What are you grateful for?
During difficult times it’s important to ask yourself: what are you grateful for?
For many years, I wrote in a journal and took photographs every day. These activities helped me to regularly reflect and be thankful.
My gratitude journal became an integral part of my toolkit. It helped me to notice that I need to work to counteract negative rumination due to depression and anxiety. Pausing to feel grateful helps pull me out of the negative loops where I sometimes get stuck.
A gratitude practice isn’t a cure. It isn’t always easy. It’s just another tool to manage symptoms of depression with the help of mental health professionals.
I know others have found a gratitude practice helpful. That’s why I reached out to ask The One Project community about what gratitude means to them and how they integrate it in their lives. Here are their stories:
My photography lights up my dark days
“Photos are my expression of gratitude, even though I sometimes don’t realize it. When I look at my photos, I sense warmth and reality. They represent my life, my experiences, and a deep love and inner peace in myself.
The photographs I take nearly every day remind me of the good side of life, especially when depression hits unexpectedly. I light up my dark days with pictures of the bright days. They show that there’s always something to look forward to.
You don't need to aim for a great and enviable life. Small things, like a sunset or a ladybug or a flower, can soothe your mind and soul. Be aware of it. Capture it.”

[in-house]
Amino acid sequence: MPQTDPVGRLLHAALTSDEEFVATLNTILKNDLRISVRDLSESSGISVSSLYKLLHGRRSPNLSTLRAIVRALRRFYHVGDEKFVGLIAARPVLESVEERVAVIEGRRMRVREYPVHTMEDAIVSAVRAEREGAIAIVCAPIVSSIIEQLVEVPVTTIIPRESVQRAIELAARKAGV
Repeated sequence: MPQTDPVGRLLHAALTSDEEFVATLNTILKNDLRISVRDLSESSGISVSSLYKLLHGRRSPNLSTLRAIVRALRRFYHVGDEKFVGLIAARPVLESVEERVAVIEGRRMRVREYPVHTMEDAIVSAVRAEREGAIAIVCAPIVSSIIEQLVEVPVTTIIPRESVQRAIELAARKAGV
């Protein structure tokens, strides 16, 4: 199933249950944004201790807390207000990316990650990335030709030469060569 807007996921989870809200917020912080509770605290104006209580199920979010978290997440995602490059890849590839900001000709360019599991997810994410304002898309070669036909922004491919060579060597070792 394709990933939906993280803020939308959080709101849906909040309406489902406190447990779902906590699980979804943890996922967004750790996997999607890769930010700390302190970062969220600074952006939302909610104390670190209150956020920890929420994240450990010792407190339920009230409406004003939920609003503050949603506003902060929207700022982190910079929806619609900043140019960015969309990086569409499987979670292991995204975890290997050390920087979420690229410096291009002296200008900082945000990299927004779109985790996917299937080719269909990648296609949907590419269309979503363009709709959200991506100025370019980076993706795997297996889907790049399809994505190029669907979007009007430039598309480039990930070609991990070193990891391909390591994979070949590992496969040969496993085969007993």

— Kali Mahavidya
Being grateful does not mean everything’s OK
“I’ve been through a lot. Living with a mental illness can be exhausting. I thought that being grateful was the same as saying things were OK when they were far from it.
I’ve learned that gratitude does not mean everything is OK. It allows me for a very brief moment to step away from my life.
At first it was hard for me to find things to be grateful for. The more I practiced, the more I found. I now practice a gratitude reflection throughout my day.
I sometimes think about the small things, like my morning cup of tea, the sun’s warmth on my face, or dew drops on a spider’s web. Sometimes I think about the bigger things, like my family and friends.
Being in the moment is like a brain break or a micro-vacation. It allows me to step out of my head during difficult times to see a view of the world that I hadn’t noticed before. For a few seconds, my brain and body are able to relax and just be.
Gratitude will not cure my illness. It does allow me to refuel by showing me that there is good in this world. That is something I am grateful for.”
— Suzanne Venuta
I try to find beauty in the small things
“Gratitude seems like it should be easy. It never feels like it is. So many things might not be going the way you want. That clouds your ability to genuinely express gratitude. It is often far easier to appreciate an experience or a person in retrospect than it is in the moment.
Perhaps the underrated key to gratitude is finding beauty in chaos. Don’t wait for a picture-perfect moment. Squint your eyes and look patiently. Glimpses of humanity are more complex and riveting due to their flaws.
If we must count our blessings on a difficult day, we can remind ourselves that we’re breathing. We’ve experienced the warmth of the sun on a cold day. We’ve laughed at animals being unknowingly silly. And we’ve been loved.”
— Mariana Montes de Oca
Give yourself credit for being grateful
I’ve been grateful in the past without recognizing it. It’s important to give myself credit. A gratitude practice is much more powerful when I do it with intention and consistency.
No matter how challenging my situation is right now, I have many reasons to be grateful.
Take a photo. Grab a journal. Pause and take a few breaths to experience gratitude. Get a good sleep and repeat.
For more information on how to manage depression, reach out to your doctor or healthcare team.
NPS-US-NP-00605 MARCH 2020